Regional Reviews: St. Louis
Also see Richard's review of Opus
But Mr. Bell needn't be ashamed, because (in this case) size really doesn't matter. And the cuts seem minimal. In fact, when the final bows are in full swing at the very end of his three hour extravaganza, and the audience is on its feet cheering, the sight of so many great characters all jammed together on that smallish palette, and the actors who brought them all to life, is amazing and overwhelming.
When I was a little boy growing up in Los Angeles in the sixties, I remember the mature Gypsy Rose Lee from her local TV talk show. And as I recall, she wore waspish silk Capri pants and big flouncy matching tops, and would gregariously seat her guests on the stage floor on great over-sized throw-pillows for a fast-paced little chat that never made a lick of sense to me.
But flash back, forty years before that, to when her indomitable mother Rose Hovick had plans to make Lee's sister (later the actress June Havoc) into a big Vaudeville star. And Gypsy becomes the fanciful story of how Mama Rose hammered her own head, and everyone else's, into a brick wall till it finally caved in: destroying their old lives in the process, and leaving them to climb out of the wreckage anew, on the other side.
It's all pretty darned fabulous, in spite of a surprisingly wobbly reed section in the usually excellent band, led by Chris Petersen. That aside, I almost can't believe we've been walking around with local singer and actress Deborah Sharn in our collective back-pockets all these years, when she could have been doing this role every year, and making somebody a pretty fair sum of money all along. She humanizes Rose even more than librettist Arthur Laurents ever did, but still has a fierce determination, a magnificent voice for all those famous songs, and a whole galaxy of stage smarts jammed into that head of hers.
And, amazingly, she's surrounded by equally outstanding co-stars. Little Lily McDonald is brash and game as Baby June, and Isabella Koster is subtle and intelligent as Baby Louise, growing up to be the hilarious June (Jennifer Theby-Quinn) and the emotionally starved Louise/Lee (Sabra Sellers), and both of these young women are stunningly effective in every way. Meanwhile, Ken Haller takes the potentially drab role of manager Herbie and fills it with genuine heart and soul. And producer/director Bell is not to be underestimated in any of the collaborative process throughout.
The whole show is a miracle of good construction: Rose's back is against the wall every five minutes, and she claws her way free each time, even when one of the boys (the fine Zach Wachter) runs off with one of the girls, or when everything falls apart and Rose becomes the family evangelist once again, with Everything's Coming Up Roses. Yet somehow, "Together," they persevere.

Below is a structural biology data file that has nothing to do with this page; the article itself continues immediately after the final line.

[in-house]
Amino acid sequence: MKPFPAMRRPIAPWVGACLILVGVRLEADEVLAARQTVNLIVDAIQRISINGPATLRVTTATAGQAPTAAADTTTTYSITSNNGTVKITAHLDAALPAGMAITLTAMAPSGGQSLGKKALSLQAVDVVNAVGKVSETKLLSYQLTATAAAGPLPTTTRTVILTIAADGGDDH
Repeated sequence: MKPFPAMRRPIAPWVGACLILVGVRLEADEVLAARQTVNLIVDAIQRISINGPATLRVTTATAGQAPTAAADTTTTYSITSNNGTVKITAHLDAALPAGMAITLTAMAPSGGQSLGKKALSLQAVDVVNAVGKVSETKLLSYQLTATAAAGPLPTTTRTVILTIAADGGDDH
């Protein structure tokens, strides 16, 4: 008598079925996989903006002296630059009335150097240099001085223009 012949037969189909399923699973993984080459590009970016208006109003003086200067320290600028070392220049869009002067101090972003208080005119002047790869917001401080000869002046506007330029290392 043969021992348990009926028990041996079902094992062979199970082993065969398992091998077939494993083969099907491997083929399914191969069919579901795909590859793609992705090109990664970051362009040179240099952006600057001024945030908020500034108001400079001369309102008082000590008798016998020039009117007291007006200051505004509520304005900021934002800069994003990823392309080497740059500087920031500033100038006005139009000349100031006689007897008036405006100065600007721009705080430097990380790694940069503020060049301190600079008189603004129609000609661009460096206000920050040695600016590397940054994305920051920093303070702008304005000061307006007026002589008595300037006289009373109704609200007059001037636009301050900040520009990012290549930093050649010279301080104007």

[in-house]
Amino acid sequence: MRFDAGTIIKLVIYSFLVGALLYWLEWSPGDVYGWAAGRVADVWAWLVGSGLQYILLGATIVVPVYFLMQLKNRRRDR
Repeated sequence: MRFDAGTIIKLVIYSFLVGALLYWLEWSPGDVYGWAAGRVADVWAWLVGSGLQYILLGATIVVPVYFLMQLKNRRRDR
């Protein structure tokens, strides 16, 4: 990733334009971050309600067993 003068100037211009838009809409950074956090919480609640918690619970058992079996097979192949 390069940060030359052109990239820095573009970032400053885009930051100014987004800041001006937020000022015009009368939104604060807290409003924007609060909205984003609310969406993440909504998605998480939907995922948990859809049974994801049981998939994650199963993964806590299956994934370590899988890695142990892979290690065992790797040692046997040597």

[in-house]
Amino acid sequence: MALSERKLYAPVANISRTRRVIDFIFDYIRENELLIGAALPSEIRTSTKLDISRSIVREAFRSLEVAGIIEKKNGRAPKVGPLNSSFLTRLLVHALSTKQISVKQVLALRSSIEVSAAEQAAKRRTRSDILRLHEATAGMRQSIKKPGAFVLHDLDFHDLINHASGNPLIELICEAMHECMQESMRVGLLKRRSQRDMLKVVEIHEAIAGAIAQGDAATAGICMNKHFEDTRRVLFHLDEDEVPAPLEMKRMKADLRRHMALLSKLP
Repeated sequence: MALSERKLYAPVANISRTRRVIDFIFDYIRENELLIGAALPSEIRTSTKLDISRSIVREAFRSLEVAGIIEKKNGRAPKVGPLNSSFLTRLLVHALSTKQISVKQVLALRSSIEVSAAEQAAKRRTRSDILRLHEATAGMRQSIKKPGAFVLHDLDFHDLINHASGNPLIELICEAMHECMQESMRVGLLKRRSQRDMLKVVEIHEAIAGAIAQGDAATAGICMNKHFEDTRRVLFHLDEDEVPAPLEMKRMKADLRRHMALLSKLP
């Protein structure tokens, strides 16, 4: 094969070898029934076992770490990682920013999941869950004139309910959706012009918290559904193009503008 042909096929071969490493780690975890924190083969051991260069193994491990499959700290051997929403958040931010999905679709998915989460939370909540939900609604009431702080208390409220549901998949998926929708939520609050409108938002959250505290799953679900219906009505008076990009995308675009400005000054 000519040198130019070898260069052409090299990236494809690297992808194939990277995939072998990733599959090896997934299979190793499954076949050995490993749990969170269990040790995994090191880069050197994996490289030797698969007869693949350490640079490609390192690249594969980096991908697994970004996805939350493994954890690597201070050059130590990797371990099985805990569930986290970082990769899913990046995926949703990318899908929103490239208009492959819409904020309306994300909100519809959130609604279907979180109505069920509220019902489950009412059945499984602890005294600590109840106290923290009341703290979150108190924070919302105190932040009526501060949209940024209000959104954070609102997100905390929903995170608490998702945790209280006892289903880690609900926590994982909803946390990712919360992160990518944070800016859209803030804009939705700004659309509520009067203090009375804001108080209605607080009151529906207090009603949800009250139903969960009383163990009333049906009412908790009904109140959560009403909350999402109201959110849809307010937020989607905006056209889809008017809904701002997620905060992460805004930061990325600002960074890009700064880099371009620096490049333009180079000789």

Don't ask me how, but that stripper number (with three tired women in a seedy "theater" in Wichita) always works, especially with Jennie Ryan as Tessie Tura (though it's here, perhaps, we miss a wider stage the most). Then there's the story's incomparably creepy undertow of corruption that follows, almost wordlessly, as fate delivers Louise to her own version of fame and fortune. Just then, though, there's an unexpectedly hilarious minute or two as the newly-minted Gypsy begins her striptease career: Ms. Sellers is openly, broadly comical, and very nearly slapstick, in struggling with her long gown in front of Gypsy's very first "adult" audience.
I was initially quite shocked by this riotous "Carol Burnett-style" approach. But if you consider everything that Louise has learned watching her slyly satirical sister, and where Louise must ultimately end up in the pantheon of burlesque, this frantically comical introduction to her "art" may be the most interesting new insight into this 1959 classic in decades. Besides, there's still plenty of other morally spooky terrain left to explore elsewhere in the show, if it's schadenfreude you're after.
I suppose I was even more spooked, however, over how Ms. Sharn would handle Rose's giant, surprisingly introspective soliloquy in the final minutes. But she presents it straightforwardly, and with panache. Her Rose may just be the perfect stage mother after all, creating unexpectedly rich circumstances for little June and Louise, and later big June and Louise, to really strut their stuff.
Through April 20, 2013, at the Tower Grove Abbey, 2336 Tennessee Ave., about a mile south of I-44, and three blocks east of Grand Blvd. For more information visit www.straydogtheatre.org